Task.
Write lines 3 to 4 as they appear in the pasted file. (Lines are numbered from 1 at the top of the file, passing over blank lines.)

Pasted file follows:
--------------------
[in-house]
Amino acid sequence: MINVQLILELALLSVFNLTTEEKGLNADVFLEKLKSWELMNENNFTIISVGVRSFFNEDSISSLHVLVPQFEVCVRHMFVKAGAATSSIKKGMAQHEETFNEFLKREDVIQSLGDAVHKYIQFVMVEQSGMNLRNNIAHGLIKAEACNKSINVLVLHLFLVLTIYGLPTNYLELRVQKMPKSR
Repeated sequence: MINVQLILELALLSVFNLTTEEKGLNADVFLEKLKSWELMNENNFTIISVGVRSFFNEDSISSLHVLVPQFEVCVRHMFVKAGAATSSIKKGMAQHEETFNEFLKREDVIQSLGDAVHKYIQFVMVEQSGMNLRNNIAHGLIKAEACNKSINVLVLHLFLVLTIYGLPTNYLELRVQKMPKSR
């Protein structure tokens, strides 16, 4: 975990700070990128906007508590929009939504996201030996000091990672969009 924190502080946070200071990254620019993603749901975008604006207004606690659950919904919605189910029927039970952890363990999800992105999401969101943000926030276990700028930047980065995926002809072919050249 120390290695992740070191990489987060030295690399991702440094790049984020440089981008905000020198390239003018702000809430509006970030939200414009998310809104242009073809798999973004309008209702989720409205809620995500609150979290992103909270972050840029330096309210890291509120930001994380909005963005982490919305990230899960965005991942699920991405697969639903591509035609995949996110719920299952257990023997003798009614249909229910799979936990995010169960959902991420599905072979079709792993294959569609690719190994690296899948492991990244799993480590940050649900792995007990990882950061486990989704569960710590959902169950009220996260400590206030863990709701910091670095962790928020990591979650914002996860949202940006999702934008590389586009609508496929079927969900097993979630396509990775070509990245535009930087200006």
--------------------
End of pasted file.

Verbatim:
Repeated sequence: MINVQLILELALLSVFNLTTEEKGLNADVFLEKLKSWELMNENNFTIISVGVRSFFNEDSISSLHVLVPQFEVCVRHMFVKAGAATSSIKKGMAQHEETFNEFLKREDVIQSLGDAVHKYIQFVMVEQSGMNLRNNIAHGLIKAEACNKSINVLVLHLFLVLTIYGLPTNYLELRVQKMPKSR
């Protein structure tokens, strides 16, 4: 975990700070990128906007508590929009939504996201030996000091990672969009 924190502080946070200071990254620019993603749901975008604006207004606690659950919904919605189910029927039970952890363990999800992105999401969101943000926030276990700028930047980065995926002809072919050249 120390290695992740070191990489987060030295690399991702440094790049984020440089981008905000020198390239003018702000809430509006970030939200414009998310809104242009073809798999973004309008209702989720409205809620995500609150979290992103909270972050840029330096309210890291509120930001994380909005963005982490919305990230899960965005991942699920991405697969639903591509035609995949996110719920299952257990023997003798009614249909229910799979936990995010169960959902991420599905072979079709792993294959569609690719190994690296899948492991990244799993480590940050649900792995007990990882950061486990989704569960710590959902169950009220996260400590206030863990709701910091670095962790928020990591979650914002996860949202940006999702934008590389586009609508496929079927969900097993979630396509990775070509990245535009930087200006």